Holy cow, we are all beyond stir-crazy at this point. Reading about steelheading is a poor substitute when we all feel like fishing, but with Boreas doing his happy dance up in steelhead country, what's a steelheader to do? Time to get a little learnin' in by buggin' out - bad pun intended....
Kamloops are primarily bug-eaters and tend to spend a lot of time in the upper portion of the water-column over deep basins, or in shallow water areas while out in the big lake. Both steelhead and kamloops will gorge on loose spawn while in the streams, but there's another part of the equation you should not overlook; hence the term "Eggs and Legs".
Getting familiar with resident bugs is a good idea. Steelhead will key on them as a food-source, particularly when the water is either very cold - below 38-40F, and once again when stream temps hit 45 and up. In between they'll be dining on free-drifting eggs, but as female steelhead create their redds, they tend to kick up a lot of nymphs and pupa as they disturb the gravel and rock substrate; and all those fish hanging out below the spawning gravel have lots of choices on the menu.
So how do you know what to choose? One obvious method is to simply turn over softball-sized rocks or pull woody debris, look at what's crawling around, then make fly selections based on what you find. But short of being an entymologist, how do you know? Or if it's the dead of winter and you're poking around in the fly shop, or sitting at the tying bench, how do you make a choice? Fortunately the answer is just a click or two away.
If you're not aware, the MPCA maintains thousands of monitoring stations on water-bodies throughout the State. These stations assess everything from water-quality to biological data. Answering the bug question becomes pretty easy because the answers are right at your fingertips.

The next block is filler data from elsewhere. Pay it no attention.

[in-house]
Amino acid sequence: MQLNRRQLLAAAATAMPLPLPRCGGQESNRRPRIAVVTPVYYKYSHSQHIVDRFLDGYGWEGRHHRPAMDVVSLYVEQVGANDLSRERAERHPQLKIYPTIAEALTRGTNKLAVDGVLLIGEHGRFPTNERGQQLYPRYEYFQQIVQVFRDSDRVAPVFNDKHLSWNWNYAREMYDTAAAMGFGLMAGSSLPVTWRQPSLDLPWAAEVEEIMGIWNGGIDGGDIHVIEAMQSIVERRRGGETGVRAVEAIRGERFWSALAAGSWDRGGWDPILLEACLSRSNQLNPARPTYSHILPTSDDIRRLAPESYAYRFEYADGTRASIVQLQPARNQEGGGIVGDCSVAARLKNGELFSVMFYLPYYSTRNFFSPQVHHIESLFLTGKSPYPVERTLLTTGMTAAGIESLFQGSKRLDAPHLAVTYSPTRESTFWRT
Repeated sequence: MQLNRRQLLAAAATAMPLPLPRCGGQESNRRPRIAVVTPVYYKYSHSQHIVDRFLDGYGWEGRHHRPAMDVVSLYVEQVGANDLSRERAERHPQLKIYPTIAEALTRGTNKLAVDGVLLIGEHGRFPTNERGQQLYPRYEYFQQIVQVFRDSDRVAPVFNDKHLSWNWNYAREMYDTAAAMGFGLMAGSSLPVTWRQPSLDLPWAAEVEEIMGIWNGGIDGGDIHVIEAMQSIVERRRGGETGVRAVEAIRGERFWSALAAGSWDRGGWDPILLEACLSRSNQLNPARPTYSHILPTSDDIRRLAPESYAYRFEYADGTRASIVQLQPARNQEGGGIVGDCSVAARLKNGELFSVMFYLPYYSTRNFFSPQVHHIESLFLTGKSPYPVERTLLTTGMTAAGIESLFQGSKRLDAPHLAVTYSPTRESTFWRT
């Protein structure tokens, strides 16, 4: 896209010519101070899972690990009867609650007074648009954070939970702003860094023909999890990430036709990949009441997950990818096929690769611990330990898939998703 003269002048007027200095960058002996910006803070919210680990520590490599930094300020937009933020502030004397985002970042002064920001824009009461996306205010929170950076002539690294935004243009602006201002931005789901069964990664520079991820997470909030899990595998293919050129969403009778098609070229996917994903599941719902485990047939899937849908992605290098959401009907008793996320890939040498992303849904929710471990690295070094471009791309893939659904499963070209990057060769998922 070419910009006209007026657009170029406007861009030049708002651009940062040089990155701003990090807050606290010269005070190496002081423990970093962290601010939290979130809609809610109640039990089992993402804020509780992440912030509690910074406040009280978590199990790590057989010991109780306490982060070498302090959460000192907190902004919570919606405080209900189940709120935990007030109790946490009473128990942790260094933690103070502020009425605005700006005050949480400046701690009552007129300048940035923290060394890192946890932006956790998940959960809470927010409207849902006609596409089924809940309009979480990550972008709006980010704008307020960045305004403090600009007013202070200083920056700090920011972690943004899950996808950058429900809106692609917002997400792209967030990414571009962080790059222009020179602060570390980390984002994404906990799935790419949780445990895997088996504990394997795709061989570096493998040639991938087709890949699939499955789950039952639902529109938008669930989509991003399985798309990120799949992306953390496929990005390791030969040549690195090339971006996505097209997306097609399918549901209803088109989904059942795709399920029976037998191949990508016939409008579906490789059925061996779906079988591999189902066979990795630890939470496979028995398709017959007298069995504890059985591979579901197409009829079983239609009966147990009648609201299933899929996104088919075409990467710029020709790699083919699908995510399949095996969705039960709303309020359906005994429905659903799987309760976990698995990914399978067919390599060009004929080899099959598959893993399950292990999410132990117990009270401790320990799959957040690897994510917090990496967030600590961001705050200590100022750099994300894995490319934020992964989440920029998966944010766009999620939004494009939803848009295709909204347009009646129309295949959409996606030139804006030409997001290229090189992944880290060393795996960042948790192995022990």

To get the data, you just need to know what to look for. First, navigate to the MPCA surface water station site. It's a multi-layer GIS style map-based page that allows you to quickly navigate to data and is found HERE
Once you're there, it's just a matter of zooming around the State map and finding a particular type of station. You can eliminate clutter by selecting the type of map-layers displayed using the Map Contents Layer Visibility feature. Just check Surface Water\Monitoring Stations\Aquatic Life Use Support-Streams. If you uncheck the others it'll reduce clutter even further.
Once you pan over to the North Shore, zoom in using the +/- on the nav bar. If you have a scrolling mouse you can use that to zoom in or out too. What you are looking for are the Brown Square symbols that represent a bio-station.
Once you're there, click on the brown square. This will call up the station info, click the bio-station ID to view data.
Now that you are in the station, simply click the "Aquatic Life" tab. This will bring up all of the species which were sampled during the latest period. Note that not all of the stations will tell you what kinds of bugs were found. It all depends on what was actually done during the last survey; but when there is a list, it is a great informations source.
From there you can look at a variety of streams in the area to determine the most common bugs available to the fish. Use that knowledge to help you determine which flies to buy, or which to tie. Note that if it's steelhead or kamloops you're after, key on the nymphs and pupa of the species listed as they will be what the fish are going to be feeding on most of the time.
The last item to note is that you DON'T have to be a fly-rod wielding junkie to fish flies effectively. You can catch steelhead and kamloops on flies with a variety of gear with a little know-how. Rather than re-create the wheel, you can read the companion blog on fishing flies HERE